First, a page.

Andrea Stuart, high school art educator for Warren County Public Schools in Front Royal, Virginia, has been inducted into the VAEA Distinguished Fellows, an honored group of members who have performed extraordinary service. A virtual ceremony took place during the VAEA Professional Development Conference on November 14, 2020.
Ms. Stuart has taught at Warren County High School in the Visual Arts Department since 1994 and is currently teaching photography and graphic arts. Through Advanced Placement art courses and an independent study program, she mentors students who express an interest in pursuing careers in photography or graphic design. As Art Department Chair, she has steered the art department to participate in VAEA Youth Art Month programs and local, regional, and state exhibitions. She was recognized as the VAEA Blue Ridge Region Art Teacher of the Year in 2003 and VAEA Secondary Art Educator of the Year in 2013. Ms. Stuart’s role as an adjunct professor at Lord Fairfax Community College helped lead to dual enrollment programs which enabled high school art students to earn college credit.
Ms. Stuart has spent her lengthy career enhancing the quality of Virginia art education and supporting her colleagues at the regional and state levels. A member of the VAEA Blue Ridge Region Board since 1996, Ms. Stuart has facilitated many professional development activities for the membership, participated as local chair/co-chair for state conferences, and has been a frequent presenter. She is also an avid learner, participating often in workshops, conferences, and educational travel to enhance her own knowledge and effectiveness. She is a prolific artist, exhibits regularly, and owns her own photography business. According to her nominator, Ms. Stuart is “a consummate professional, creative artist, and compassionate teacher” and the VAEA is proud to recognize her accomplishments and contributions.
Randolph-Macon Academy 7th grader wins Mathcounts Chapter Invitational, 2nd place
Randolph-Macon Academy (RMA) student Angelina Vincent, a seventh grader, won second place for the Mathcounts Chapter this year. This will be the second time that Angelina has participated, where she advanced to the state competition in Richmond, Virginia, twice!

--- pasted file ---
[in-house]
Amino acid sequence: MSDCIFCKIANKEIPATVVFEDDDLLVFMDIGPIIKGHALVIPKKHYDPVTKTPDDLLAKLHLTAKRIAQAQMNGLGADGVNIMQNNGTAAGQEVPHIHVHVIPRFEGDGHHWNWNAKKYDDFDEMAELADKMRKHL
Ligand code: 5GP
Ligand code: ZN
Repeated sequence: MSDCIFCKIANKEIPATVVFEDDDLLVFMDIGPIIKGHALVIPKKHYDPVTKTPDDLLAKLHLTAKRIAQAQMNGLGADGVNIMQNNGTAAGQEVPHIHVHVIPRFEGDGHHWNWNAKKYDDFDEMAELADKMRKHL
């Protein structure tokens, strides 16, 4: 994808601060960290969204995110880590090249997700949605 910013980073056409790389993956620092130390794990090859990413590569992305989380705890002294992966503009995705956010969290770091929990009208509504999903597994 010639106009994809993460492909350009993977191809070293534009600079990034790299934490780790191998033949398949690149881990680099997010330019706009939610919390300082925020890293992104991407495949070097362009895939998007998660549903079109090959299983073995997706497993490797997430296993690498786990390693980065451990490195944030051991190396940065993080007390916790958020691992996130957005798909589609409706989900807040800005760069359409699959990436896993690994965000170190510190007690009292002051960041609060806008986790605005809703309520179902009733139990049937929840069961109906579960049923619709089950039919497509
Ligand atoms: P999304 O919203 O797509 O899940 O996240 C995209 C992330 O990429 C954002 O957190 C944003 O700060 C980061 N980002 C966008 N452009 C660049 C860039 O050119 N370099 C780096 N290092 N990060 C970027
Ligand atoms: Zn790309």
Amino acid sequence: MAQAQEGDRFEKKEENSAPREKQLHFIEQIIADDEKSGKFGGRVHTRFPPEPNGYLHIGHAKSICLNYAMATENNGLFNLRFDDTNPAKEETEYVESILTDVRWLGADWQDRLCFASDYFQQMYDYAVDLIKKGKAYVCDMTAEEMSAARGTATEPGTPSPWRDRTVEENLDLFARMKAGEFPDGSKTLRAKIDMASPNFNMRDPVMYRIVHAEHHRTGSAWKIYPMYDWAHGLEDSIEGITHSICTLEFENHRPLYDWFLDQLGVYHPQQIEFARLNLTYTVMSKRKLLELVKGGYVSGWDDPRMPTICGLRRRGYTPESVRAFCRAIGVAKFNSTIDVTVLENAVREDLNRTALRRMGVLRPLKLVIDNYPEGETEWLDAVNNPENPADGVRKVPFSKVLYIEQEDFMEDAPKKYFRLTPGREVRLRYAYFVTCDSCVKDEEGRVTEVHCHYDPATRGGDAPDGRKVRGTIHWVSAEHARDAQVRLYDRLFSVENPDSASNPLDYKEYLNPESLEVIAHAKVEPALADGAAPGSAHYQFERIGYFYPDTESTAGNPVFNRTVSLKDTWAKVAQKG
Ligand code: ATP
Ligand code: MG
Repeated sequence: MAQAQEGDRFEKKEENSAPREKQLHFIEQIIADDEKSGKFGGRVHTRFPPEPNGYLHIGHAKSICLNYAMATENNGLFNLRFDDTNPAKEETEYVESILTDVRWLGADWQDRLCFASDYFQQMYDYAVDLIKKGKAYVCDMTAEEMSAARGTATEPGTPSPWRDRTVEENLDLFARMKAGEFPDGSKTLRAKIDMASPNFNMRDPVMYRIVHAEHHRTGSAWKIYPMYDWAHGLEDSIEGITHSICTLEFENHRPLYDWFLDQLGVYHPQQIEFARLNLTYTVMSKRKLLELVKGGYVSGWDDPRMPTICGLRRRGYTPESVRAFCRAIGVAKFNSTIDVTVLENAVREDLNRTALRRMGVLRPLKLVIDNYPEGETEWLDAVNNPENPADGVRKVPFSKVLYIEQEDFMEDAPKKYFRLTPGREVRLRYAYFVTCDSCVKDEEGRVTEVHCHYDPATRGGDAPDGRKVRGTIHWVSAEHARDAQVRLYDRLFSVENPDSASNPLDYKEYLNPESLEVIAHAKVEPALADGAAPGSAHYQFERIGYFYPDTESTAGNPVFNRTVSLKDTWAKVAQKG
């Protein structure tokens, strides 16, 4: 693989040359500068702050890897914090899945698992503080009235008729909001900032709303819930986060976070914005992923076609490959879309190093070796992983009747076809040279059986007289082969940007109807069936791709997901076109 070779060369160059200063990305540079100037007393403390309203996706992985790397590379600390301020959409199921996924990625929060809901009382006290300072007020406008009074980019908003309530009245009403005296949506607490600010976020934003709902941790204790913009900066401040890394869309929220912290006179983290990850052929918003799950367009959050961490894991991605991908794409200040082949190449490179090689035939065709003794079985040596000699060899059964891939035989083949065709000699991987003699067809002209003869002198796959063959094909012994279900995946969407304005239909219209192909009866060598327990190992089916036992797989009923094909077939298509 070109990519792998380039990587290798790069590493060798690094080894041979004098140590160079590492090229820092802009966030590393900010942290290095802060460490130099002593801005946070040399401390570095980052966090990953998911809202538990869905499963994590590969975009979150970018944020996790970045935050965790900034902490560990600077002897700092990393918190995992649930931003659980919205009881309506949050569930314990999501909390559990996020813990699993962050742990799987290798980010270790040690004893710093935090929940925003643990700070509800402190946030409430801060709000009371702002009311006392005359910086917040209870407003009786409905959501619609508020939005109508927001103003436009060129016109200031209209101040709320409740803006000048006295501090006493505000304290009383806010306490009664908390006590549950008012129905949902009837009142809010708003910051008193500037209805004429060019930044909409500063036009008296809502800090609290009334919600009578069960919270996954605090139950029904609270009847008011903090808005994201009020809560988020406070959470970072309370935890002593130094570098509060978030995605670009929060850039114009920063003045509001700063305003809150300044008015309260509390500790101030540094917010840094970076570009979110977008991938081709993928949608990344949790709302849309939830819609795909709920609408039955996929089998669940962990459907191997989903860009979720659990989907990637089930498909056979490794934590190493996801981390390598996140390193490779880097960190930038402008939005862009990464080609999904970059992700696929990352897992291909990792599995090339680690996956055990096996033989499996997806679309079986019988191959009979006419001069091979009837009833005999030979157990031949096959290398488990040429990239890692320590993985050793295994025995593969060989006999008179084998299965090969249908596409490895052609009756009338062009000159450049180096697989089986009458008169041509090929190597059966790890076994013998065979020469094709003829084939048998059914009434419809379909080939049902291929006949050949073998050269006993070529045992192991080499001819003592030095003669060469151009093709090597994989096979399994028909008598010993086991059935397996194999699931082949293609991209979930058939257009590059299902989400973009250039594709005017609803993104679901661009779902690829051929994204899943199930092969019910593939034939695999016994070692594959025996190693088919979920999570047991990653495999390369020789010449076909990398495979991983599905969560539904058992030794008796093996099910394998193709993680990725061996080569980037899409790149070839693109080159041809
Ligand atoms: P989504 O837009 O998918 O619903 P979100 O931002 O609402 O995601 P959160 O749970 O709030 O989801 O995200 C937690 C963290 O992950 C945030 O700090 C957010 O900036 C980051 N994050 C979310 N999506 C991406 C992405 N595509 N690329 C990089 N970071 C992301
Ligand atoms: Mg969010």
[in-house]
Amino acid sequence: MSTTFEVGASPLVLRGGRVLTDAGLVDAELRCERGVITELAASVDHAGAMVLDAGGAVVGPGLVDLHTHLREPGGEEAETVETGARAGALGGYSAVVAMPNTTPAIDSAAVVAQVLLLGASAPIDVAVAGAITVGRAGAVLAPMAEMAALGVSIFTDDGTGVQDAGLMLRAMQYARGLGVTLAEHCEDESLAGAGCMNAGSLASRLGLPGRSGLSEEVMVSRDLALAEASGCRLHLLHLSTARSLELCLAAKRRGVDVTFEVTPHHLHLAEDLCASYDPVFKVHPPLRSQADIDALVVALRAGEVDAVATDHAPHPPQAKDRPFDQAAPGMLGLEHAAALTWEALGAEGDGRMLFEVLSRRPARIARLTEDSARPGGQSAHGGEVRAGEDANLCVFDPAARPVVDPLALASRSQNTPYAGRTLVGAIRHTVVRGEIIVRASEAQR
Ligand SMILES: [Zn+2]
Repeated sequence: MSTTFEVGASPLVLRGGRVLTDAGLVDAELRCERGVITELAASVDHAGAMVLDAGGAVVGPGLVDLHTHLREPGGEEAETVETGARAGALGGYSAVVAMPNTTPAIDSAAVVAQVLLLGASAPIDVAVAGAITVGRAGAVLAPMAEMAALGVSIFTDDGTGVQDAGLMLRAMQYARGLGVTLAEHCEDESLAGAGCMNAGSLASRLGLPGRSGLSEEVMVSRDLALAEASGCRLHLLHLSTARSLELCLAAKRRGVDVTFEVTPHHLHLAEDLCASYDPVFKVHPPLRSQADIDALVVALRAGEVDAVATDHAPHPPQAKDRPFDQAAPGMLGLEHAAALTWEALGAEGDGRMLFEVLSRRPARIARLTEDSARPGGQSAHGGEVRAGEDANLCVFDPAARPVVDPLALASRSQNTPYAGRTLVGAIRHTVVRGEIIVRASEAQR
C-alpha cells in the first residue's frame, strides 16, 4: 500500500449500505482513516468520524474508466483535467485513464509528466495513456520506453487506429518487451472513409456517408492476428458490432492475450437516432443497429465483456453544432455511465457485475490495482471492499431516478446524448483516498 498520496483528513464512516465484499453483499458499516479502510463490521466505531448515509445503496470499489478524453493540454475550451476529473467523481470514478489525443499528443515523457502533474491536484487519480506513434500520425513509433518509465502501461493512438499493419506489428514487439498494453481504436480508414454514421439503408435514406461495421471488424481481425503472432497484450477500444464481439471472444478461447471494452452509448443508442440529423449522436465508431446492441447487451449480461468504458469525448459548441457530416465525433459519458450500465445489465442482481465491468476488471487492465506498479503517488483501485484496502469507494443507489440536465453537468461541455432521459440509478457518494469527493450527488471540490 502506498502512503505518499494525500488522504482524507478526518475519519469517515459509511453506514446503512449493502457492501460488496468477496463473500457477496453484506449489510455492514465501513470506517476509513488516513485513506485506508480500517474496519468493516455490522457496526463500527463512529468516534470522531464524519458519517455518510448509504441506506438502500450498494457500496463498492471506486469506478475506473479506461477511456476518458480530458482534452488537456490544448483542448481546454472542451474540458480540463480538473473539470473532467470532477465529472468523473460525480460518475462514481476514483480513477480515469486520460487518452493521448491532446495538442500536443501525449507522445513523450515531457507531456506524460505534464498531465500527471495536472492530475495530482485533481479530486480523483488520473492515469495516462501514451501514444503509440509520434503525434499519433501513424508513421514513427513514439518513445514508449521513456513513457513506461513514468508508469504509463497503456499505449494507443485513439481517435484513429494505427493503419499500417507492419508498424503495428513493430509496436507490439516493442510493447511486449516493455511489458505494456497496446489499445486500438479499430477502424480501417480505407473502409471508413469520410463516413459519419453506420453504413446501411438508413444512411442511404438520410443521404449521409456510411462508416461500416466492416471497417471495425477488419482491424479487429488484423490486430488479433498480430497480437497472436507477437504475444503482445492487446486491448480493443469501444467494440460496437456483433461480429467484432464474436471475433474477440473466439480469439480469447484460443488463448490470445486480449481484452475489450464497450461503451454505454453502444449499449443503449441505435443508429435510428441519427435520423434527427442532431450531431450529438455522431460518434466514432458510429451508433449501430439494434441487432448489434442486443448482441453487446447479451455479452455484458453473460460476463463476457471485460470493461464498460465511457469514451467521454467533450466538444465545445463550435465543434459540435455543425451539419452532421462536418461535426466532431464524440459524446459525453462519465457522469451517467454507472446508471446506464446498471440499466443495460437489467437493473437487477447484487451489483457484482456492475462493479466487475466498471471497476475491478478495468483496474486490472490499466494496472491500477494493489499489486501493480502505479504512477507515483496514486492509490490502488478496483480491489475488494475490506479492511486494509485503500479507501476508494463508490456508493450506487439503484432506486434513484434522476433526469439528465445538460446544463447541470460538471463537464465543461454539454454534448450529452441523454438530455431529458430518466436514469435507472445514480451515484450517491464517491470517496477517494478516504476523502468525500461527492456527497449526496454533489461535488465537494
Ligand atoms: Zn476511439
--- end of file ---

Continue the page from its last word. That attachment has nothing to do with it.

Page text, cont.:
Angelina credits her family, the RMA students and faculty, and mentor Coach Mackey for all of their support. When asked for parting words, she shared, “Continue to take intellectual risk, and go beyond your comfort zone. Failure is a part of life, and it is important to learn and grow from it.”
Outside of school, Angelina is an avid runner, swimmer and volleyball player. Prior to RMA, Angelina was a student at Stanford Online High School last semester. She is very happy to return to RMA and see all of her teachers and friends again.
Physical therapist assistant program will be offered at Luray-Page County Center this fall
LFCC is excited to announce a new degree being offered at the Luray-Page County Center this fall – Associate of Applied Science, Physical Therapist Assistant (PTA), pending accreditation in coming weeks.
Applications are being accepted from now until May 15. The college is hosting a virtual information session on the degree at 5:30 p.m., Tuesday, April 27.
Physical therapist assistants provide hands-on care and treatment under the direction of a physical therapist, who conducts the patient evaluation and writes the treatment plan.
“There are four times the number of assistants needed as there are physical therapists,” says Dr. Rekha Parameswaran, the PTA program’s site coordinator and a doctor of physical therapy. “It is a challenging degree program, but leads to a very rewarding and lucrative career in healthcare.”
The median salary for PTAs is more than $60,000 a year. PTAs work with patients of all ages in hospitals, long-term care facilities, patients’ homes, outpatient clinics and schools.
The college is partnering with Germanna Community College to offer the PTA degree. Lectures will be distance taught from GCC with Dr. Parameswaran serving as a hands-on instructor with LFCC students the entire time. She will also lead labs for the students multiple times a week at Page Memorial Hospital.
Among the classes students will take are anatomy and physiology, kinesiology, psychological aspects of therapy, musculoskeletal structure and function, therapeutic procedures, medical reporting and pathological conditions.
The number of jobs for PTAs is expected to increase by 26 percent between 2018 and 2028. Medicare will start providing PTAs to at-home patients, said LFCC Director of Health Professions Kristina Simpson.
“There is definitely a push for getting more PTAs on the ground,” Director Simpson said. “Page Memorial Hospital has indicated there is a need for physical rehabilitation in this region.”